The appeal of a simple melody was never more evident than in this recent musical moment from my youngest daughter as she puttered around the living room:
“Liberty, Liberty, Liberty. Liberty.”
She has no concept of its source (Liberty Mutual) or its services (insurance). It’s just catchy enough to stick in your head, and for an 8-year-old to belt out at random moments.
That’s the power of the jingle. These radio or television earworms wiggle into your brain and, with enough repetition, stay there long after the ad ends.
“Jingles are the key to a lot of long-term advertising success,” says Ben Downs, vice president and general manager of Bryan Broadcasting. “Music seems to live in a different spot of your brain where recall is a lot easier. When you get somebody singing the Kars 4 Kids jingle, most people can sing along, even if it is annoying. ‘1-877-Kars 4 Kids …’ is enough to get them going.”
It’s interesting how long a jingle can stay with us. If a young person were to inquire of the ingredients of a Big Mac, countless adults could come to the rescue by rattling off “two-all-beef-patties-special-sauce-lettuce-cheese-pickles-onions-on-a-sesame-seed-bun.”
A quick start and a memorable finish make a good combination. Take O’Reilly’s Auto Parts, and its familiar “O-O-O, O’Reillyyyy’s …” Now skip to the finish line, when the ad ends with a squealing “Ow!” Is the singer a huge James Brown fan, or sporting a freshly stubbed toe? It makes no sense. But any time it comes on in my truck, we “Ow!” right along with it.
Bathroom humor can also register, for better or worse. Whenever Pepto Bismol’s ad airs – the one that details unfortunate scenarios when it is needed, including a dramatic emphasis on the worst of those scenarios – there are chuckles and singalongs from the children in the truck. Also the adults.
A couple of old local jingles stand out in my memory for their exuberance. Like the long-gone department store Foley’s, and its hair-on-fire treatment of a Red Apple Sale: “Look what’s going on … AT FOLEEEEY’S!” It’s like the singer consumed poison, and the antidote was sold exclusively at Foley’s.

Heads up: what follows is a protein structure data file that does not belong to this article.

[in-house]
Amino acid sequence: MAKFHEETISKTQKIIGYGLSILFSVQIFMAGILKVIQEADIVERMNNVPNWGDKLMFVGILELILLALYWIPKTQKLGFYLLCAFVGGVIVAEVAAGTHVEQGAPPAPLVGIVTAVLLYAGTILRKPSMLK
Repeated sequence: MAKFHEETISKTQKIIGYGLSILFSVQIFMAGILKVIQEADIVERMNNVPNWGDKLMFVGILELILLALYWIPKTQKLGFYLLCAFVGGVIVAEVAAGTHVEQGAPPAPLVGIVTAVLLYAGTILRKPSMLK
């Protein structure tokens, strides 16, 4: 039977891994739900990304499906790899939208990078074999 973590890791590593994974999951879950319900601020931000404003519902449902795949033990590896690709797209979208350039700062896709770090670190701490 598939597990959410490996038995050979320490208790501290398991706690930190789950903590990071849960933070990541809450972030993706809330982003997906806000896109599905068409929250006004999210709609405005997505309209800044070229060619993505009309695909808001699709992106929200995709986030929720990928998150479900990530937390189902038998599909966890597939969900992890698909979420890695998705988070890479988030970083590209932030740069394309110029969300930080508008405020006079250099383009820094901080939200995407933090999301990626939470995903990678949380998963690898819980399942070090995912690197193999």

And the old restaurant Fajita Rita’s portrayed an overstressed professional counting down to 5 o’clock for his chips-and-guac fix: “I wanna throw this tie away! I wanna have some FU-UUN!”
One of the more active industries in local jingles is, somewhat surprisingly, roofing companies:
America’s Choice Roofing: “Where there’s a great roof in Texas, weeeee’re on it.”
Hilco Metal Building & Roofing Supply: “Come on down and see. We got everything that your little project needs.”
Schulte Roofing: “The home of the bullet-proof roof [bullet-ricochet sound].”
Lone-Star Roof Systems takes a different approach, bluntly declaring in its ads, “No jingles, just roofs.”
“If the customer wants to pay for a jingle, that is fine,” says owner Luke Bradicich. “But when they call us they will be getting a quality roof.”
Repetition can help cement a jingle in our brains, and so credit should go to DoubleDave’s Pizzaworks for its long-running local ad. When you hear that five-honk sound, you know what follows: chipper singers chirping “Let’s go to DoubleDave’s, DoubleDave’s,” and a male vocalist so in need of pizza that he’s almost growling the verses.
The ad hasn’t changed in more than 30 years, according to Chuck Thorp, president and CEO of the Austin-based company. It was written and produced by an Austin man known as “the Jingle Meister,” Thorp says, who was such a DoubleDave’s fan that he was paid for his work in pizza.
Thorp acknowledges that “You either love it or hate it.” The main point may be that you remember it.
“It’s gotta be catchy and it’s gotta stick,” Thorp says of good jingles. “Within a couple of months of us airing it in Bryan-College Station and Austin, people would walk in the door singing it. It was just crazy.”
There have been attempts at updating the ad, Thorp says, including bebop and rock ’n’ roll versions. All earned a thumbs-down from the company’s franchisee panel.
“I think the mindset is, why mess with something that works?” Thorp says.
But there are plenty of businesses that have done just that. Some, like McDonald’s, have a knack for it and score hit after hit. From “You deserve a break today” to “special-sauce-lettuce-cheese” to the current “I’m lovin’ it / Ba-duh-buh-buh-buh.”
Downs notes that some companies take a puzzling route:
“If you were a national company and you want your product to always be remembered, why on earth would you ever change ‘My bologna has a first name …’ or ‘Give me a break, break me off a piece of that Kit Kat bar.”
A jingle even led to a moment of parenting clarity. A few weeks after my daughter’s “Liberty, Liberty, Liberty” performance, she surprised me again. This time it was something she must have heard during my bad nightly habit of flipping around cable news shows, which inevitably includes commercials from an increasingly political personality on one network:
“For the best night’s sleep in the whole wide world visit My Pillow dot com,” she sang as my eyes grew wide.
Maybe I’ll turn the TV off for a while.